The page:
As a result of the buzz around Winkelmann et al. (2015)'s modeling of the effect of full conversion of available fossil fuels in the ground into atmospheric CO2, using PISM for determining ice dynamics/response timescale, on 5 October our local paper the Fairbanks Daily News Miner featured PISM. The content is a bit warped by scientist-to-journalist transmission issues, but we are happy to have local recognition of this UAF-lead project!
See the official position announcement here.
We are looking for a candidate who is interested in taking part in the research project “Modelling the ice flow in the western Alps during the last glacial cycle” which is a joint initiative between ETH Zurich and the University of Bern (Prof. Christoph Raible and Dr. Juan Jose Gomez-Navarro). The objective is to better understand the chronology of the last glaciation over the Alps via a modelling approach. The core of this doctoral research will be to model the ice flow and the glacial extent in the western Alps during the last glacial cycle. For that purpose, the PhD student will set up and run the Parallel Ice Sheet Model (PISM) on the clusters of the Swiss National Supercomputing Centre. The crucial step in setting up in PISM will be to include high-resolution climate simulation results, which will be conducted at the University of Bern. The combination of the two state-of-the-art models (ice flow and climate) will give a new insight of the ice flow field prevailing in the western Alpine region during some periods of interest like the last glacial maximum (22000 BP) and an earlier period (65000 BP). The final goal of the PhD will be to compare the new model results to the geomorphological evidence left on the Swiss landscape during the last glacial cycle (e.g. moraines, erratic boulders) in collaboration with quaternary geologists of EHT Zurich. The PhD student will be supervised by Dr. Guillaume Jouvet and Prof. Martin Funk.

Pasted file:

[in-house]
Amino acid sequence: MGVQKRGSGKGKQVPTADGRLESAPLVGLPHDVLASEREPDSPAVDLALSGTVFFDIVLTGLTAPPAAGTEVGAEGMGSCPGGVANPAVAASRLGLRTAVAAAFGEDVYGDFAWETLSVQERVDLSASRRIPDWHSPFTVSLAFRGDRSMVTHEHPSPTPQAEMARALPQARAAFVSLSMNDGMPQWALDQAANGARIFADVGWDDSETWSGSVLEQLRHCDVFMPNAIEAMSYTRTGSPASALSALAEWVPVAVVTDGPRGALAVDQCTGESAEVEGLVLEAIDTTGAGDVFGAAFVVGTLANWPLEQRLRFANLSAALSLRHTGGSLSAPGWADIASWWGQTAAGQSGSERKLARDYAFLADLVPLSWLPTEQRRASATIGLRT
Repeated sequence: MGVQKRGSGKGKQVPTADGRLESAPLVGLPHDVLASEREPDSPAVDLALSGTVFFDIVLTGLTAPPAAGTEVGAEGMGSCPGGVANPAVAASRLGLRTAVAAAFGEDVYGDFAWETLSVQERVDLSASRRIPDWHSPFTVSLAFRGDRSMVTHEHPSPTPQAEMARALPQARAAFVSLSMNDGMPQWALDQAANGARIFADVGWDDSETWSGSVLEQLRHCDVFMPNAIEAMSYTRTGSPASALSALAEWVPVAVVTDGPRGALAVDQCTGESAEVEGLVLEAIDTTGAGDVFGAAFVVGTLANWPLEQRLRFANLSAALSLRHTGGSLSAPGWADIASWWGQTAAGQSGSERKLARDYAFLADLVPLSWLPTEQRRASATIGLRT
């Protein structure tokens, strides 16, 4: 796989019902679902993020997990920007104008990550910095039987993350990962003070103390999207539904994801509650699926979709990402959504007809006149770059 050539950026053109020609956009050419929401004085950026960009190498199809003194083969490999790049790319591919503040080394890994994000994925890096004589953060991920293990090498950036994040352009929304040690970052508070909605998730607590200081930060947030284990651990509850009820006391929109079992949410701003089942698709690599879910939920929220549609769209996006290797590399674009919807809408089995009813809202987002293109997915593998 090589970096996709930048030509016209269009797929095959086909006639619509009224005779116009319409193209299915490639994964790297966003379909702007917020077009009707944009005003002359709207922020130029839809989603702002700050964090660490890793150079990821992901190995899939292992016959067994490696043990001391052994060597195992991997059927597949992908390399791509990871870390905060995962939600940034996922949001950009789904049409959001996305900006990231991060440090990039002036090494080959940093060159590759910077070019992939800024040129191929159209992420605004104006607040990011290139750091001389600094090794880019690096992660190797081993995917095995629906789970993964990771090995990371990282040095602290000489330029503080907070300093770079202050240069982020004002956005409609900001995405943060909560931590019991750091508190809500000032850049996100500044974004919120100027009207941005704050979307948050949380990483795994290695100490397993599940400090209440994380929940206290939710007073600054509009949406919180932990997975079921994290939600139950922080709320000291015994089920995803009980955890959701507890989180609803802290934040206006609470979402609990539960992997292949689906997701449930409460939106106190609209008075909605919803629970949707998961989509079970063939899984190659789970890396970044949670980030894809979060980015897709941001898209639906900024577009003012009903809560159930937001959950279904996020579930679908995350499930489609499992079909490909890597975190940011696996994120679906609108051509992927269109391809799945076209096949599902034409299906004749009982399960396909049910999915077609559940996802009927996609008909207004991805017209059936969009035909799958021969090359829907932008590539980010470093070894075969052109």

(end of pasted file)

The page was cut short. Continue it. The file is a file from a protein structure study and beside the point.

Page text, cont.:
The ideal candidate has a master degree either in geophysics, earth sciences, physics, applied mathematics, computer science, or a related field, and a keen interest in modelling of geophysical processes. Previous experience in computer modelling and scientific programming languages (C/C++, Python, Matlab) is an asset. Good writing and communication skills as well as the motivation to fruitfully collaborate within an interdisciplinary framework are essential, in particular with our climate modelling partners at the University of Bern.
For additional information please refer to www.glaciology.ethz.ch or contact Dr. Guillaume Jouvet, email@example.com (no applications).
PISM is jointly developed at the University of Alaska, Fairbanks (UAF) and the Potsdam Institute for Climate Impact Research (PIK). For more about the team see the UAF Developers and PIK Developers pages.
UAF developers, who are in the Glaciers Group at the GI, are supported by NASA's Modeling, Analysis, and Prediction and Cryospheric Sciences Programs (grants NAG5-11371, NNX09AJ38C, NNX13AM16G, NNX13AK27G) and by the Arctic Region Supercomputing Center.